Naval Research Laboratory developing next-gen protective gear

The U.S. Naval Research Laboratory is seeking to use reactive and catalytic air purification materials and catalytic decontamination materials to develop more efficient protection against chemical weapons agents, including a better a better kind of gas mask.

Current carbon-based technology, like the kind used in gas masks, absorbs harmful agents and hold onto them until capacity is reached. Scientists at the NRL hope to create a new kind of air purifier that can replace the traditional carbon-based units without capacity limits, according to

"So the kind of sorbents that I'm trying to make are intended to incorporate reactivity that would grab targets that you usually wouldn't catch using carbon," Dr. White, a research chemist from the NRL, said, reports. "They're intended to give you something beyond one-to-one interaction."

The new technology takes harmful elements and processes them into something harmless without having to store anything, allowing it to be used for a much longer time before having to be replaced or reconfigured.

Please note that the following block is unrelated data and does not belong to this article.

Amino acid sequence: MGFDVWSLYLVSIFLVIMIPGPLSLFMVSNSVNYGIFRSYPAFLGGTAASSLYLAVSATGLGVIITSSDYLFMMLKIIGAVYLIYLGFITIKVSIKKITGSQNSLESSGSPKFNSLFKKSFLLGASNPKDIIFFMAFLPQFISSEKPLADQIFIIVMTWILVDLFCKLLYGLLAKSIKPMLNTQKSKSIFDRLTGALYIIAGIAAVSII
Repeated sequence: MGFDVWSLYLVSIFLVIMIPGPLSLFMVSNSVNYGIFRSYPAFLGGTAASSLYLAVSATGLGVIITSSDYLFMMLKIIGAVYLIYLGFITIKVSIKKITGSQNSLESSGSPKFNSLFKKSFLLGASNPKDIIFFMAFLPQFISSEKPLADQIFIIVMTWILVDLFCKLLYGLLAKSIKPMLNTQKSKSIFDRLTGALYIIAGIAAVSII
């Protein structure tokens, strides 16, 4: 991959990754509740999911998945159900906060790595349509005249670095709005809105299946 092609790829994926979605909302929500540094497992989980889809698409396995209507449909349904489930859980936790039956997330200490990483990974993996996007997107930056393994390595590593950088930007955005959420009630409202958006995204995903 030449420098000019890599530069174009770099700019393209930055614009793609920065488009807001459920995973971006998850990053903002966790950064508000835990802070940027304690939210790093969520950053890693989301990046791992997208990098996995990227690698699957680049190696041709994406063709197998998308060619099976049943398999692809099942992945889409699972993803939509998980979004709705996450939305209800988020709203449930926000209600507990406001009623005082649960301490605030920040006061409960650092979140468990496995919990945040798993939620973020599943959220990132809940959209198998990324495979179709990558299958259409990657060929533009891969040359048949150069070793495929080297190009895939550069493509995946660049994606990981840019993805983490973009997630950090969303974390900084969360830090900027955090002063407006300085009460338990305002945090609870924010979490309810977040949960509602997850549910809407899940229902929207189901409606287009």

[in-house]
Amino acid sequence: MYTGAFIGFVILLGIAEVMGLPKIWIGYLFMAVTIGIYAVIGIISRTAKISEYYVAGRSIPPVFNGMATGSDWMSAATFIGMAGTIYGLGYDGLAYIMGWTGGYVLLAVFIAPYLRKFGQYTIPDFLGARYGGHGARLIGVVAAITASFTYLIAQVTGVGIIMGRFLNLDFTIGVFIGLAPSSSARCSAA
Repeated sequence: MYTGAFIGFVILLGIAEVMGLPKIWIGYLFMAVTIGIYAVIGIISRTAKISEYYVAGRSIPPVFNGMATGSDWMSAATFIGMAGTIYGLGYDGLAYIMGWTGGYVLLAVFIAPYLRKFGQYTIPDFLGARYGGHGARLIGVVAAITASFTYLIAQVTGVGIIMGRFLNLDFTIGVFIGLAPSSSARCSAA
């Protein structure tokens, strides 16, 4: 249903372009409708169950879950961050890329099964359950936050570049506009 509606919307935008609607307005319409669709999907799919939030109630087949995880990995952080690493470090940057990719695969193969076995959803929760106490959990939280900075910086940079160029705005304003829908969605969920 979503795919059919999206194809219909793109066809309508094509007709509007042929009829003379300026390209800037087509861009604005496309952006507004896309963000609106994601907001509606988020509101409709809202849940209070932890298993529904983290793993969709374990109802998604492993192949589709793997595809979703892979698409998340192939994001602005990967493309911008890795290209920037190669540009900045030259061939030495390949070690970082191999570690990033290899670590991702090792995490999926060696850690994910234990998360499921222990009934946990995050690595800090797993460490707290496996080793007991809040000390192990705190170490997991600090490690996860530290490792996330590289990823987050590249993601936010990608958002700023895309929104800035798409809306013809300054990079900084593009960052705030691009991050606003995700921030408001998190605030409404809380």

"The first goal is to see the improvement in the technology that is available for gas masks and respiratory protection," Dr. White said, reports. "Then the second thing that we're really excited for is the potential for incorporation of the photo catalytic sorbents into next generation protective garments."

Beyond gas masks, NRL scientists hope to create self-decontaminating protective fabrics and surfaces using purification technology.

"Whether that be a garment or a tent structure or the hood or a car, [when] the target when it comes in contact it is rapidly sequestered, so a person can't come in contact with it anymore," Dr. White said, reports. "That allows times for the catalytic process to occur. So while it might not be destroyed immediately on contact, it's sequestered on contact and broken down into something that's non-toxic."